The Current Conditions Index (CCI) is a monthly indicator that details the present state of the Rhode Island economy by following the behavior of twelve key economic indicators pertaining to housing, retail sales, fiscal pressures, the employment situation, and labor supply:
The CCI ranges
from 0, when no indicators improve compared to year-earlier levels, to
100, when all twelve show improvement. Values above 50, the "neutral" value, indicate that the
Rhode Island economy is expanding, while values below 50 are indicative
of contraction. Prior to "The Great Recession" that began in June of 2007, the CCI had never attained a value of 0, indicating that no indicators improved relative to year-earlier values. This changed in 2008, when the CCI fell to 0 on three occasions, and in 2009, when another value of 0 was recorded. Prior to this, the low for the CCI had been 8, which occurred for only a single month on several occasions. For almost all of 2008, the CCI recorded values of 8. The CCI
attained its maximum value of 100 on several occasions, for almost all of 1984 and
once in 1986. Note that these values occurred exclusively when Rhode Island was still a manufacturing-based economy.
It wasn’t too hard to see what December would bring for Rhode Island’s economy: like the nation, Rhode Island slowed a bit further, as weakness in our goods-producing sector continued, becoming a bit worse than was the case in November. Ironically, almost everyone here overlooked this entirely and instead chose to celebrate the decline in our state’s jobless rate to 5.1 percent, presuming as they so often do that the Unemployment Rate by itself is a sufficient basis with which to characterize our state’s economic performance. Obviously, that presumption is false for two reasons. First, while our jobless rate was at its lowest value in many years, recent rates are not comparable to rates in earlier years since at present, participation rates are much lower than they were back then. Perhaps more importantly, to accurately assess economic performance, it is necessary to evaluate the performance of a broadly based set of indicators, which is precisely what the Current Conditions Index does.
For December, the Current Conditions Index fell from its November value of 75 all the way back to 58, its level in April, and a continuation of its downward trajectory from the August high of 92, as only seven of the twelve CCI indicators improved. In a sign of what we might see more frequently going into 2016, the CCI this month failed to beat its level from a year ago, ending a streak of nine consecutive months for which we had either matched or exceeded year-earlier values.
There was some good news for December. The weakness in the CCI value largely reflected that fact that overall, our negatives grew relative to our positives. This should not come as a total surprise, however, given the slowdown in growth nationally. As has been true for several months now, much of our recent weakness continues to be concentrated in our state’s goods-producing sector, in manufacturing and new home construction.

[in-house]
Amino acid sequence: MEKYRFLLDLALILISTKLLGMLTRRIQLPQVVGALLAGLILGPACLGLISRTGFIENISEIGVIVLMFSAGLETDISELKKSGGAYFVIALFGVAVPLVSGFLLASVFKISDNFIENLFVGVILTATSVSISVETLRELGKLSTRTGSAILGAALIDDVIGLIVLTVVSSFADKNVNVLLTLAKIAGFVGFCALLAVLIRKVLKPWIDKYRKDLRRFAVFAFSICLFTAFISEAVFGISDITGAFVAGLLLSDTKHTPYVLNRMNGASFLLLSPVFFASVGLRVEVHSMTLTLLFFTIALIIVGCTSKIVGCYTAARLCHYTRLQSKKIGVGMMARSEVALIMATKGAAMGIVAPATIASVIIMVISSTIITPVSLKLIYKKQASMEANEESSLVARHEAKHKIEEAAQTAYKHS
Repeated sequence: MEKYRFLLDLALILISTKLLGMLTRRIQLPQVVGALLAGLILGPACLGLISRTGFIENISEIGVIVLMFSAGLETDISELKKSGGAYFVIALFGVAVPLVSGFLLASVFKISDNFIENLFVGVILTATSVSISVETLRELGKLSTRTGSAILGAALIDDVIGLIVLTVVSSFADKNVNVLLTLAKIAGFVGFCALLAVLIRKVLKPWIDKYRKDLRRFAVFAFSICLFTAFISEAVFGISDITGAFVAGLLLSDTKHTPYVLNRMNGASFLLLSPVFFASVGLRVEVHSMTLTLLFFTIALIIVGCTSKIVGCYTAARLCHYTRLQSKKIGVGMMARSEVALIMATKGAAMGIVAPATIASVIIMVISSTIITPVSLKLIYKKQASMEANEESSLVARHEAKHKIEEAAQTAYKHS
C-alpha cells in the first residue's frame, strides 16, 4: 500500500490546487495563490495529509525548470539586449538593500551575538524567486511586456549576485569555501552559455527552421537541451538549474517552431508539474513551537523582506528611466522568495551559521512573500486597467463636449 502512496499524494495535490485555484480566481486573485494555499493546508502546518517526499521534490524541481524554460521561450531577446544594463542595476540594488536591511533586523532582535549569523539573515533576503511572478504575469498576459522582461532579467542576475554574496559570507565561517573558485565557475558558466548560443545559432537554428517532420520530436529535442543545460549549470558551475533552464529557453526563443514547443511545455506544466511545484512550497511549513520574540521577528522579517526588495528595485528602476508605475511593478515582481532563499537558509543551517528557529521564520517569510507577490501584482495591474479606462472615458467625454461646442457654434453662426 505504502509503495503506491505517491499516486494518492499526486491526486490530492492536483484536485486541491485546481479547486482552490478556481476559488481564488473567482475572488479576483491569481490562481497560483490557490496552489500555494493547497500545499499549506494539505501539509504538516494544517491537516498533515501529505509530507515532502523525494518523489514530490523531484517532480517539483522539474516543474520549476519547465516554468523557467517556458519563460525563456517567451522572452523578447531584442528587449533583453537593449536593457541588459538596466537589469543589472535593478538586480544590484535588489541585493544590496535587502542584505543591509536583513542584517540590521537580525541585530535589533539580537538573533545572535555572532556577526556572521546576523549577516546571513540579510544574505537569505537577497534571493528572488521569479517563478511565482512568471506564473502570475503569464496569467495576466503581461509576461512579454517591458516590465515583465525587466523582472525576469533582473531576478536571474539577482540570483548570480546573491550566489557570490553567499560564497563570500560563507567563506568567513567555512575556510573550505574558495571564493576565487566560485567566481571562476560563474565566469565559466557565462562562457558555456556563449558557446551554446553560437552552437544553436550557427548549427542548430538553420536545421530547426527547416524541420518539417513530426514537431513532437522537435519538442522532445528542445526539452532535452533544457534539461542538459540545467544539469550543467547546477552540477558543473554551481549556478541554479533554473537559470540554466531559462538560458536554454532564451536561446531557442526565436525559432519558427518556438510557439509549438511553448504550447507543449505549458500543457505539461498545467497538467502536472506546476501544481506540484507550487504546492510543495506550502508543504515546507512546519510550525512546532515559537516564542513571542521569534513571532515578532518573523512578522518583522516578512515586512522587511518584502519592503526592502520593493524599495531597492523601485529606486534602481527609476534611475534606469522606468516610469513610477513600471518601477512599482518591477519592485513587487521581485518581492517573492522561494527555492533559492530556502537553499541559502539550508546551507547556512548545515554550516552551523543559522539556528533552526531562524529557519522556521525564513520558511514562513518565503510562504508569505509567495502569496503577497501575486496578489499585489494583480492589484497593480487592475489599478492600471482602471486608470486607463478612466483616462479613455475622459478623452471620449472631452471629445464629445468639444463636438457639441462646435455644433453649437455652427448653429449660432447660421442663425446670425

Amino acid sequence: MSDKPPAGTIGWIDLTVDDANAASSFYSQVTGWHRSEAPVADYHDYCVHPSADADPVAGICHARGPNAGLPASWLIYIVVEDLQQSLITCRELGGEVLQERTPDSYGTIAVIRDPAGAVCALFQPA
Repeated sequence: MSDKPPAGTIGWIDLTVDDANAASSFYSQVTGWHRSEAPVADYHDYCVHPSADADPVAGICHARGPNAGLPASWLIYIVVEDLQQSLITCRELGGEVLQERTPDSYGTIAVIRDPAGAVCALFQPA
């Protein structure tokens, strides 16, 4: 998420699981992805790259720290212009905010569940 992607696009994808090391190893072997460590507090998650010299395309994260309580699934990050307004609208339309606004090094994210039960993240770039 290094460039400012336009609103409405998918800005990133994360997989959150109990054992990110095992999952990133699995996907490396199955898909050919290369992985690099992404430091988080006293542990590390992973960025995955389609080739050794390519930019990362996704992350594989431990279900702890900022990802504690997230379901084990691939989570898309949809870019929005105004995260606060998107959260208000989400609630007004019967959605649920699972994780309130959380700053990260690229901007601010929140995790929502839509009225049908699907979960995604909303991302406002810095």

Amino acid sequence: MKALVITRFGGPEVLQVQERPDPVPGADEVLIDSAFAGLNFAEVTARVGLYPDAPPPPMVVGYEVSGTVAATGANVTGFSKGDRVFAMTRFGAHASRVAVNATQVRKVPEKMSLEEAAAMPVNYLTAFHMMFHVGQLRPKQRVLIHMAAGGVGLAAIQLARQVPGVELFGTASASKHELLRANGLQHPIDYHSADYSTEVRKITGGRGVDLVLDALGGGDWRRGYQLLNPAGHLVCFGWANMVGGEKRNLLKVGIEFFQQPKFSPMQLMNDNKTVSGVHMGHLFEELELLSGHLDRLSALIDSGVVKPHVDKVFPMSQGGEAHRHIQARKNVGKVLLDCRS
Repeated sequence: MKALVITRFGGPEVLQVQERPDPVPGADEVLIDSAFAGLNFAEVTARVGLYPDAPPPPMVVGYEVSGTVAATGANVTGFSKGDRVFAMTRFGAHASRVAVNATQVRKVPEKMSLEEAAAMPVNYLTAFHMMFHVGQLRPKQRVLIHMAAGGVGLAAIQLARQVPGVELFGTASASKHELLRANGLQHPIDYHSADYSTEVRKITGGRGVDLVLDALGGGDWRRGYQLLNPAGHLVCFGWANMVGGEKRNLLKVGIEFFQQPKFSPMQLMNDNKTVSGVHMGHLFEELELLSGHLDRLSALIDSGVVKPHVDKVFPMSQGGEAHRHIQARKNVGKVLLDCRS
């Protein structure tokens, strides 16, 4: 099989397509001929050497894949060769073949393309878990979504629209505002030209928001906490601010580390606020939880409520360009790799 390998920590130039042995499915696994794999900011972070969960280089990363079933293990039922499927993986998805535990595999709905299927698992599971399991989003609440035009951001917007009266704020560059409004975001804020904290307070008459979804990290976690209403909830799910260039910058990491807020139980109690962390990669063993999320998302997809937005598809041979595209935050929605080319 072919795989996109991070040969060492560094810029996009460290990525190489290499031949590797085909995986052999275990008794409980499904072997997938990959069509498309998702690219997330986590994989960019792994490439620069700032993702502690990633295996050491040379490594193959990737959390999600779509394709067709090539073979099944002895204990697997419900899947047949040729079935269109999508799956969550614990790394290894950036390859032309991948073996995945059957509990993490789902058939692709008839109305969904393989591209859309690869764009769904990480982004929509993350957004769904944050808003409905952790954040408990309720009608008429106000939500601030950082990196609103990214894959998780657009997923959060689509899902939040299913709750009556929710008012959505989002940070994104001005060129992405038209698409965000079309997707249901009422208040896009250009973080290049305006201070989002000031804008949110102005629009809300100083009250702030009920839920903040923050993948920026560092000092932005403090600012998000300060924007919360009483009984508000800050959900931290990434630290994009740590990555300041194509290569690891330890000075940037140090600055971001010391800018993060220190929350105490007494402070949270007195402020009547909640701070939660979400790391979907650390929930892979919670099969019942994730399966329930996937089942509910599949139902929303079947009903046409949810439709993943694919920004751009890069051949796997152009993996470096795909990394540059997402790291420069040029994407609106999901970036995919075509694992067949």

TTotal Manufacturing Hours, a measure of manufacturing sector strength, fell by 2.9 percent in December, its seventh decline in the last nine months and its worst decline in well over a year. Along with this, the Manufacturing Wage declined yet again, this month by 3.3 percent. New home construction, in terms of Single-Unit Permits, fell by 11.5 percent in December, partly the result of a difficult comp a year ago. This follows a bizarre increase of 58.6 percent in November. I still don’t understand what is happening with this indicator. US Consumer Sentiment fell for the first time in fifteen months (-1.0%).
Among December’s seven improving indicators were only two of the CCI’s five leading indicators. Employment Service Jobs, which includes temporary employment and is a prerequisite to employment growth, rose by 5.1 percent, among its highest growth rates in quite some time. This indicator has clearly strengthened since June. Finally, New Claims, a leading labor market indicator that reflects layoffs, fell by 13.3 percent in December, assisted by a very easy comp one year ago.
Retail Sales growth reaccelerated in December (+5.5%), making this its nineteenth consecutive improvement. Private Service-Producing Employment, one of the indicators whose monthly growth has not slowed of late, rose by another 2.4 percent in December. Government Employment fell again (-1.3%). Benefit Exhaustions, which reflects longer-term unemployment, declined by 32.7 percent relative to last year. While our Labor Force managed to sustain its recent uptrend on a yearly but not monthly basis (+1.1%), it fell back to its April level. Because of this, my major concern moving forward continues to be the declines in both our employment rate and labor force participation rate that began in July. Bothremain well below their recession levels. So, once again, Rhode Island finds its Unemployment Rate falling for the wrong reasons. Any comparison of the current and 2007 jobless rates is purely spurious.
You can download monthly reports
in PDF format starting
Historical Annual CCI Values
Copyright © 2014 Leonard Lardaro, Ph.D. All rights reserved.